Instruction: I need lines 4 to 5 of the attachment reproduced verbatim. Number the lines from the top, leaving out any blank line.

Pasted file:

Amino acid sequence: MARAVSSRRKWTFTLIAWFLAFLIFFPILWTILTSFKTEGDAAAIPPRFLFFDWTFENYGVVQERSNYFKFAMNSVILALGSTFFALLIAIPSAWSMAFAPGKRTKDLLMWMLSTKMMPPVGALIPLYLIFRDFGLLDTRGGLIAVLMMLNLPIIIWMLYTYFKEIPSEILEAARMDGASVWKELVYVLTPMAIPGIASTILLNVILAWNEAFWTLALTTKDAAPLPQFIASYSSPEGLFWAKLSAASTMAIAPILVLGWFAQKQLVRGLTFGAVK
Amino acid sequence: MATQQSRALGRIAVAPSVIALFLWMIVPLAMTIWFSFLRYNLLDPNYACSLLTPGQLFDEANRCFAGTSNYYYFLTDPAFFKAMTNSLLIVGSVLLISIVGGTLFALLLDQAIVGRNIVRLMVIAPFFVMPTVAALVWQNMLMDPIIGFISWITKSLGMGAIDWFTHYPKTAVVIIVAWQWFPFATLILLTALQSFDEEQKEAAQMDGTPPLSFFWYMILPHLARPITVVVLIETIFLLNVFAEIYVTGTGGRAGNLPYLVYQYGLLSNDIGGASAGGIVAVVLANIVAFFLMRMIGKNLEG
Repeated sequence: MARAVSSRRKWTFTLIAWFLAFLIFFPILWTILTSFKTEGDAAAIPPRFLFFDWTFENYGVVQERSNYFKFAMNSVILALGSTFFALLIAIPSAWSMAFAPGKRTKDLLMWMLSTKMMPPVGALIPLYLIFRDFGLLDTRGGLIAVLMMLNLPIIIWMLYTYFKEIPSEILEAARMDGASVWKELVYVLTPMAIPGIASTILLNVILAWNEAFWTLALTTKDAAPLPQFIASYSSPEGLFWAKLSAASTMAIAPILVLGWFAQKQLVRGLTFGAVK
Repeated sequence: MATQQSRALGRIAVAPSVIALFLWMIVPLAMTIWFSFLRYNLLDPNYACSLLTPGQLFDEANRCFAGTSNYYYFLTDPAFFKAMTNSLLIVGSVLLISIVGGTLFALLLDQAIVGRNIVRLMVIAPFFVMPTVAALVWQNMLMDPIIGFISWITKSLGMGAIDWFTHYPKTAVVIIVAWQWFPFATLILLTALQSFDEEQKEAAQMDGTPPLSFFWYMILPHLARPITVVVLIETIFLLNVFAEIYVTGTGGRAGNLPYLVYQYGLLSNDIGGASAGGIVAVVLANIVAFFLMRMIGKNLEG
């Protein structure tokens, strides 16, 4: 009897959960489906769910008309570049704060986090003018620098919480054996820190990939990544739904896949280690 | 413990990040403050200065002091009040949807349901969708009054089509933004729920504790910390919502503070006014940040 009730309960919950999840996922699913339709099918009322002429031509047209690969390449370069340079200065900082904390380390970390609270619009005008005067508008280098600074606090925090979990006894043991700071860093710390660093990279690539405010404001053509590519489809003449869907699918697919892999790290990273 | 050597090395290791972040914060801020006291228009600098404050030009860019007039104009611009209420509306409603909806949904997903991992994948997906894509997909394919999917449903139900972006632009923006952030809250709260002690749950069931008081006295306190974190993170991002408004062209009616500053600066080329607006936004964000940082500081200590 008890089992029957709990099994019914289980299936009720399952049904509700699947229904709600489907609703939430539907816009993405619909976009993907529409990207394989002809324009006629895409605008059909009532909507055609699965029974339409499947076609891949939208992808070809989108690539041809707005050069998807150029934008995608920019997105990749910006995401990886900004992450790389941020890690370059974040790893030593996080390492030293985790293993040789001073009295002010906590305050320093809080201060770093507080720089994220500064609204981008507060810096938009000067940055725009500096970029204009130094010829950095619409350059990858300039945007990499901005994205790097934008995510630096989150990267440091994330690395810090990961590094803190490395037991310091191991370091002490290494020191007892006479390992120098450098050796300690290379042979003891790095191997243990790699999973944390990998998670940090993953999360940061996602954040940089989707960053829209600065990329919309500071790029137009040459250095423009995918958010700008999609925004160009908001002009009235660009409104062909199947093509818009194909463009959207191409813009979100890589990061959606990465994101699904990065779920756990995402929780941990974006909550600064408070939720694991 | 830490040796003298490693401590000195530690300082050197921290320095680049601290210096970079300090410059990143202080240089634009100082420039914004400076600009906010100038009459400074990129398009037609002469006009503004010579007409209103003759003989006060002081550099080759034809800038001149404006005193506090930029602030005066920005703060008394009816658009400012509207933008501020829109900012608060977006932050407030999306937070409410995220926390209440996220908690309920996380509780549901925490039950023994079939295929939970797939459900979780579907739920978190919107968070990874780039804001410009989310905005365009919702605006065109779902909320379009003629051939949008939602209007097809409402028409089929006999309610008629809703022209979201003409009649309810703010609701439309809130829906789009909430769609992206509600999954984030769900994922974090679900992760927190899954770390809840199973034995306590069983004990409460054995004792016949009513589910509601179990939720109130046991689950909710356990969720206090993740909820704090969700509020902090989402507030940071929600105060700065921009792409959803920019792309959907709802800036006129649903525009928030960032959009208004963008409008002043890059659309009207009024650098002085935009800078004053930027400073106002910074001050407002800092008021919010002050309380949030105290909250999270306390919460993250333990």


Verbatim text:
Repeated sequence: MATQQSRALGRIAVAPSVIALFLWMIVPLAMTIWFSFLRYNLLDPNYACSLLTPGQLFDEANRCFAGTSNYYYFLTDPAFFKAMTNSLLIVGSVLLISIVGGTLFALLLDQAIVGRNIVRLMVIAPFFVMPTVAALVWQNMLMDPIIGFISWITKSLGMGAIDWFTHYPKTAVVIIVAWQWFPFATLILLTALQSFDEEQKEAAQMDGTPPLSFFWYMILPHLARPITVVVLIETIFLLNVFAEIYVTGTGGRAGNLPYLVYQYGLLSNDIGGASAGGIVAVVLANIVAFFLMRMIGKNLEG
């Protein structure tokens, strides 16, 4: 009897959960489906769910008309570049704060986090003018620098919480054996820190990939990544739904896949280690 | 413990990040403050200065002091009040949807349901969708009054089509933004729920504790910390919502503070006014940040 009730309960919950999840996922699913339709099918009322002429031509047209690969390449370069340079200065900082904390380390970390609270619009005008005067508008280098600074606090925090979990006894043991700071860093710390660093990279690539405010404001053509590519489809003449869907699918697919892999790290990273 | 050597090395290791972040914060801020006291228009600098404050030009860019007039104009611009209420509306409603909806949904997903991992994948997906894509997909394919999917449903139900972006632009923006952030809250709260002690749950069931008081006295306190974190993170991002408004062209009616500053600066080329607006936004964000940082500081200590 008890089992029957709990099994019914289980299936009720399952049904509700699947229904709600489907609703939430539907816009993405619909976009993907529409990207394989002809324009006629895409605008059909009532909507055609699965029974339409499947076609891949939208992808070809989108690539041809707005050069998807150029934008995608920019997105990749910006995401990886900004992450790389941020890690370059974040790893030593996080390492030293985790293993040789001073009295002010906590305050320093809080201060770093507080720089994220500064609204981008507060810096938009000067940055725009500096970029204009130094010829950095619409350059990858300039945007990499901005994205790097934008995510630096989150990267440091994330690395810090990961590094803190490395037991310091191991370091002490290494020191007892006479390992120098450098050796300690290379042979003891790095191997243990790699999973944390990998998670940090993953999360940061996602954040940089989707960053829209600065990329919309500071790029137009040459250095423009995918958010700008999609925004160009908001002009009235660009409104062909199947093509818009194909463009959207191409813009979100890589990061959606990465994101699904990065779920756990995402929780941990974006909550600064408070939720694991 | 830490040796003298490693401590000195530690300082050197921290320095680049601290210096970079300090410059990143202080240089634009100082420039914004400076600009906010100038009459400074990129398009037609002469006009503004010579007409209103003759003989006060002081550099080759034809800038001149404006005193506090930029602030005066920005703060008394009816658009400012509207933008501020829109900012608060977006932050407030999306937070409410995220926390209440996220908690309920996380509780549901925490039950023994079939295929939970797939459900979780579907739920978190919107968070990874780039804001410009989310905005365009919702605006065109779902909320379009003629051939949008939602209007097809409402028409089929006999309610008629809703022209979201003409009649309810703010609701439309809130829906789009909430769609992206509600999954984030769900994922974090679900992760927190899954770390809840199973034995306590069983004990409460054995004792016949009513589910509601179990939720109130046991689950909710356990969720206090993740909820704090969700509020902090989402507030940071929600105060700065921009792409959803920019792309959907709802800036006129649903525009928030960032959009208004963008409008002043890059659309009207009024650098002085935009800078004053930027400073106002910074001050407002800092008021919010002050309380949030105290909250999270306390919460993250333990």